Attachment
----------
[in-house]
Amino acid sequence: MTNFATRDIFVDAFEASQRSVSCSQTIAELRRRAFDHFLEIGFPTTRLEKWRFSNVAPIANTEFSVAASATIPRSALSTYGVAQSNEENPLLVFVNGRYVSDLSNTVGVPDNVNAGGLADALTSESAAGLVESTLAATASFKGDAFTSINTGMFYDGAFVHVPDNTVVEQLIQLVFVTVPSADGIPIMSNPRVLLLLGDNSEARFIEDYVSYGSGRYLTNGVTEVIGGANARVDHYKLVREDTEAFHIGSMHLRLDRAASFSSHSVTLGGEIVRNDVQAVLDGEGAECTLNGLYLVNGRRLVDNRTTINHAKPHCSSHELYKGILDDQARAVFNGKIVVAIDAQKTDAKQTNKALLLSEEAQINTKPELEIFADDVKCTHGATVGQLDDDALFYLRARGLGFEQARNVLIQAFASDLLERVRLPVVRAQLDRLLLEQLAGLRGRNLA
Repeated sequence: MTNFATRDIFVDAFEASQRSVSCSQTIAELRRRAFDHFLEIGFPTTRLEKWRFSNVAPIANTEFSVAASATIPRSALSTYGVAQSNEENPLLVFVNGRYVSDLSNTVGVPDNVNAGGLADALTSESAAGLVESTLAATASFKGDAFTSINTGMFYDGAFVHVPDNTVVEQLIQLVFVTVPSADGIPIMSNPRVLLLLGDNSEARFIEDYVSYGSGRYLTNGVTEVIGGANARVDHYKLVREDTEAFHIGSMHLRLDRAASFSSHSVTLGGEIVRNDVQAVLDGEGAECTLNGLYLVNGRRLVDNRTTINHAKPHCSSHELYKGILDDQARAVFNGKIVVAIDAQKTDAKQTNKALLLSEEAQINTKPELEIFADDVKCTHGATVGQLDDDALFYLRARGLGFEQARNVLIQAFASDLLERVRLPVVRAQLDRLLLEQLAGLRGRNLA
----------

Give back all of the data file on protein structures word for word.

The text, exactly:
[in-house]
Amino acid sequence: MTNFATRDIFVDAFEASQRSVSCSQTIAELRRRAFDHFLEIGFPTTRLEKWRFSNVAPIANTEFSVAASATIPRSALSTYGVAQSNEENPLLVFVNGRYVSDLSNTVGVPDNVNAGGLADALTSESAAGLVESTLAATASFKGDAFTSINTGMFYDGAFVHVPDNTVVEQLIQLVFVTVPSADGIPIMSNPRVLLLLGDNSEARFIEDYVSYGSGRYLTNGVTEVIGGANARVDHYKLVREDTEAFHIGSMHLRLDRAASFSSHSVTLGGEIVRNDVQAVLDGEGAECTLNGLYLVNGRRLVDNRTTINHAKPHCSSHELYKGILDDQARAVFNGKIVVAIDAQKTDAKQTNKALLLSEEAQINTKPELEIFADDVKCTHGATVGQLDDDALFYLRARGLGFEQARNVLIQAFASDLLERVRLPVVRAQLDRLLLEQLAGLRGRNLA
Repeated sequence: MTNFATRDIFVDAFEASQRSVSCSQTIAELRRRAFDHFLEIGFPTTRLEKWRFSNVAPIANTEFSVAASATIPRSALSTYGVAQSNEENPLLVFVNGRYVSDLSNTVGVPDNVNAGGLADALTSESAAGLVESTLAATASFKGDAFTSINTGMFYDGAFVHVPDNTVVEQLIQLVFVTVPSADGIPIMSNPRVLLLLGDNSEARFIEDYVSYGSGRYLTNGVTEVIGGANARVDHYKLVREDTEAFHIGSMHLRLDRAASFSSHSVTLGGEIVRNDVQAVLDGEGAECTLNGLYLVNGRRLVDNRTTINHAKPHCSSHELYKGILDDQARAVFNGKIVVAIDAQKTDAKQTNKALLLSEEAQINTKPELEIFADDVKCTHGATVGQLDDDALFYLRARGLGFEQARNVLIQAFASDLLERVRLPVVRAQLDRLLLEQLAGLRGRNLA